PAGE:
Psychologists at the University of California, Berkeley, recently used ridiculous-sounding questions to gain a better understanding of why we disagree with others so often during some of the most frustrating societal arguments.
Some of the questions included, “Is a penguin noisy?” and “Is a dog more similar to a chicken or an eagle?”
The study revealed that people’s concepts and associations with even very common words vary significantly. Additionally, people often overestimate just how many other people have the same conceptual beliefs– or mental grouping “shortcuts” that we create to understand similar events, objects, or words.
According to the researchers, this discrepancy is at the root of nearly all heated arguments and debates– whether they be at the family dinner table, in a classroom, or in a courtroom.
“The results offer an explanation for why people talk past each other. When people are disagreeing, it may not always be about what they think it is. It could be stemming from something as simple as their concepts not being aligned,” explained Celeste Kidd, the study’s principal investigator.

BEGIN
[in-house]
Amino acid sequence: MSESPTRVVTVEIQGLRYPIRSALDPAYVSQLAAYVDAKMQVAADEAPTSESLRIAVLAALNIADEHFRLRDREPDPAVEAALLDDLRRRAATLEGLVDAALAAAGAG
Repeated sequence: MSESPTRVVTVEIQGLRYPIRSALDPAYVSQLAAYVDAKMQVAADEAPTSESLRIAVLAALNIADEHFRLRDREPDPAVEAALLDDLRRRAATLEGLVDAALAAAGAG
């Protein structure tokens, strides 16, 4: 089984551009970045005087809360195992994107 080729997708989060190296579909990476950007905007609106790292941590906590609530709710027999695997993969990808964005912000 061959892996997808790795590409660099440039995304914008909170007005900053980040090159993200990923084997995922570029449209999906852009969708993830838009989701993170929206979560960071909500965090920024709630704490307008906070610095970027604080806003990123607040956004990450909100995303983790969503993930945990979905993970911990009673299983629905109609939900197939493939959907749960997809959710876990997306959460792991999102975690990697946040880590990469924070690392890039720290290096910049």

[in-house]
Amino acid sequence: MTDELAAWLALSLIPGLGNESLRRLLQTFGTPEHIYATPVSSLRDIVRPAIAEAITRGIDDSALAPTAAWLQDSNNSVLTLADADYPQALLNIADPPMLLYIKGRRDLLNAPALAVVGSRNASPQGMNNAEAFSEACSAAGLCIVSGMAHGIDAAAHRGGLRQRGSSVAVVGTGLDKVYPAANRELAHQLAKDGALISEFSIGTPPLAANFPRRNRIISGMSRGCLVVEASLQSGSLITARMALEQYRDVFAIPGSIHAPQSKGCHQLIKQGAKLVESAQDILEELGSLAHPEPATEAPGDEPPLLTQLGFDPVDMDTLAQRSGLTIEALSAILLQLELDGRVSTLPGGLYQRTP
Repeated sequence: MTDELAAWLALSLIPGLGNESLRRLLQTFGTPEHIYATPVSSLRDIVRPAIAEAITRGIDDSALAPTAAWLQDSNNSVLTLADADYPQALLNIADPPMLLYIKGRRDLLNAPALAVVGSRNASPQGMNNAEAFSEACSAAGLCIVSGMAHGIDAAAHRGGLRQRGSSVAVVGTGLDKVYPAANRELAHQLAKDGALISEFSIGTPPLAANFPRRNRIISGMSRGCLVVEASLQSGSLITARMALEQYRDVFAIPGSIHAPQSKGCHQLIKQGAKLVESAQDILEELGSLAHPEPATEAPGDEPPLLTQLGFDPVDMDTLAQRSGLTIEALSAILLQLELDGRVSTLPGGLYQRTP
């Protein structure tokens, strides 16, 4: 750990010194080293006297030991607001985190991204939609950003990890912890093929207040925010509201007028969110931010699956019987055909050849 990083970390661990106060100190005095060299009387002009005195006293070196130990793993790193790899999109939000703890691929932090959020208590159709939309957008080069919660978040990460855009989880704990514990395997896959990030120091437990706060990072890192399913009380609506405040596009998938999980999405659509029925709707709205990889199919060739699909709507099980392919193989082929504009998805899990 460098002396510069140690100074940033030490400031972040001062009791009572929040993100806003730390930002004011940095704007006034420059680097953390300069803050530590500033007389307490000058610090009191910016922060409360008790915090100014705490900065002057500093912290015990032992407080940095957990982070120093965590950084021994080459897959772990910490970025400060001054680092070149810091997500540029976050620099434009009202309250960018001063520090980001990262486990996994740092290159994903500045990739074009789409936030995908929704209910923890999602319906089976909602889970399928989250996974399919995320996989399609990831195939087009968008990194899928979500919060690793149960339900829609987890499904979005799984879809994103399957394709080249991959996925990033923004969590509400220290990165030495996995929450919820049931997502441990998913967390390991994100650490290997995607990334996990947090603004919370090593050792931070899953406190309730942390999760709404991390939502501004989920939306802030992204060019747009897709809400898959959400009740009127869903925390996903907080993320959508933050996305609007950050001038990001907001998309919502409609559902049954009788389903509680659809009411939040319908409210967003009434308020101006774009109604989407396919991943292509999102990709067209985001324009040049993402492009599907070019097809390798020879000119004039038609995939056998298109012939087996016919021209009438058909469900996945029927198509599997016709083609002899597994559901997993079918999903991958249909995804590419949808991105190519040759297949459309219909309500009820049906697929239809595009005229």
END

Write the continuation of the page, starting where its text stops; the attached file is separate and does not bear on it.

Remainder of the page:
To help curb these misunderstandings, Kidd advised people to probe further– gaining clarification by asking questions as simple as, “What do you mean?” This can prevent debates from spiraling unnecessarily.
Now, disputes about the meaning of words are not a modern issue. For decades, we have seen debates about Constitution interpretations, religious texts, and in high school and college classroom discussions about subjects like philosophy and women’s studies.
Cognitive psychologists have also studied how and why people perceive and describe the world using different words. And it has been widely accepted that our own lived experiences impact how we view the world and subsequently approach issues or challenges in different ways.
Still, though, exactly how widely these approaches vary has not been well-studied.